Mitigating age-related problems in work settings

While not all age-related health problems can be mitigated, some can. However, for those people who are in the workplace with an age-related health condition, there will be limitations. By being more flexible, employers can take advantage of older employees’ experience, wisdom and work ethic.

Employers can help their ageing workers by being flexible with working requirements. Offering part-time work can help people manage any age-related problems. Employers can also reduce the risks of an older worker getting injured by modifying their responsibilities. Of course, everyone is different so it is essential to appreciate older workers as individual employees with differing needs.

Pairing older and younger workers together is a good strategy. Not only will the older worker benefit by having a younger person around to assist with strenuous tasks if necessary, but the younger employee will be able to learn from the older person’s skills and experiences.

For those who work in IT, employers can set computer programs to show a larger font as a default. It would also be a consideration to increase illumination in work areas.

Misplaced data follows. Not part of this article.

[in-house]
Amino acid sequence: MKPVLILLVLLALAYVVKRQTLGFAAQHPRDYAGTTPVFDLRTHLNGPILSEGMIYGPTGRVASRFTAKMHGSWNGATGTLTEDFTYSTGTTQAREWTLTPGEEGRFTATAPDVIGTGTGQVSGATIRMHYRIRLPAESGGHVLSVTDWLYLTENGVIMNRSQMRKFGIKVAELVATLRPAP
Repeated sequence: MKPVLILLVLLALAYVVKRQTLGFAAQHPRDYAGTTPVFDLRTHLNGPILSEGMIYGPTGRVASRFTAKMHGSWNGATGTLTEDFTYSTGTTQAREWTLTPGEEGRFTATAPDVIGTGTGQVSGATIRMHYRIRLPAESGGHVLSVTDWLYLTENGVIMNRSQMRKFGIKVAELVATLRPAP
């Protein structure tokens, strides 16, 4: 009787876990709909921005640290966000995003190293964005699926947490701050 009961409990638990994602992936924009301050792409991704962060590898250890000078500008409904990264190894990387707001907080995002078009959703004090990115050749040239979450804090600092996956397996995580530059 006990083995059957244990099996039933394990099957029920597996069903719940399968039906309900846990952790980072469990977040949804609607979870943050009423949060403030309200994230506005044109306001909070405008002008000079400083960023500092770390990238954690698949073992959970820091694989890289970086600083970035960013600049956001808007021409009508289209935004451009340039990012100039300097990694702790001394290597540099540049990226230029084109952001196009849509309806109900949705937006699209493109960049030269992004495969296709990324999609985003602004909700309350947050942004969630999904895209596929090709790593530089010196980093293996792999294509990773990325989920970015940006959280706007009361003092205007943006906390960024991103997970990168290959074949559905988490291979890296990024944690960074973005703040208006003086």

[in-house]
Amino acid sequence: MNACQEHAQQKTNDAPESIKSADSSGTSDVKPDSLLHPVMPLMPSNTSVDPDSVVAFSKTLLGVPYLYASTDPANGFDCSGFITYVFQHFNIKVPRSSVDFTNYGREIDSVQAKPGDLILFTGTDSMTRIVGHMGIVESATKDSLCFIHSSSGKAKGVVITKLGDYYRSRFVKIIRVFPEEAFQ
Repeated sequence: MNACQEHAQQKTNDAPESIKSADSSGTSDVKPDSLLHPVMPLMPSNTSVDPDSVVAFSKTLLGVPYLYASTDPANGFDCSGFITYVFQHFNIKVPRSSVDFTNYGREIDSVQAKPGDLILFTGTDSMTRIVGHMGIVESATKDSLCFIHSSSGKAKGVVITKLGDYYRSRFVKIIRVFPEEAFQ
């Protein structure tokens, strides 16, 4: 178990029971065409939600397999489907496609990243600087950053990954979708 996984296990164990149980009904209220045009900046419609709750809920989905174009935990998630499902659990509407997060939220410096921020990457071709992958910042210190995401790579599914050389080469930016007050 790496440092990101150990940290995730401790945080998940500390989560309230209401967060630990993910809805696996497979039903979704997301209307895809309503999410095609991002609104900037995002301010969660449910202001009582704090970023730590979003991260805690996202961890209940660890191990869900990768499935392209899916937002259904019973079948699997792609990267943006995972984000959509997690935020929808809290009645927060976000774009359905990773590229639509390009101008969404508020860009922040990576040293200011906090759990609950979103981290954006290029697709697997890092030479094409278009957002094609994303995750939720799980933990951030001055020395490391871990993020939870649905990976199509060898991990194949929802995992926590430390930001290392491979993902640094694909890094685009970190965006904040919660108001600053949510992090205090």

The benefits of an ageing workforce

Having an age-diverse workforce is often a strength. Every generation has something different to give to a company. It can also lead to better performance. A study showed that the over-50s are the most engaged across all generations.

With older workers in employment, companies can help combat ageism. With younger people mixing with older people, the newer generations will see that the over 50s are not technophobes and incapable of understanding the latest technology.

What the law says

Under health and safety law, employers have to ensure the health and safety of all employees – including older workers. They must also provide appropriate training and instruction so that employees can work safely.

The Management of Health and Safety at Work Regulations 1999 (MHSWR) means that employers must identify groups of workers at an increased risk – this could include older workers.

Finally, discriminating against workers because of their age is illegal.


While employers should never discriminate against a worker due to their age, they do need to bear in mind the potential for differing needs. Employers should:

  • Review their risk assessments only when there are significant changes – and age is not a significant change
  • Never presume that a worker’s age determines which jobs they can do
  • Allow older workers to have more time to take in health and safety training and information. Self-paced training is ideal
  • Consider opening up opportunities for older workers to move to a different type of work should they wish
  • Avoid any assumption and involve the older workers in decisions about their health and safety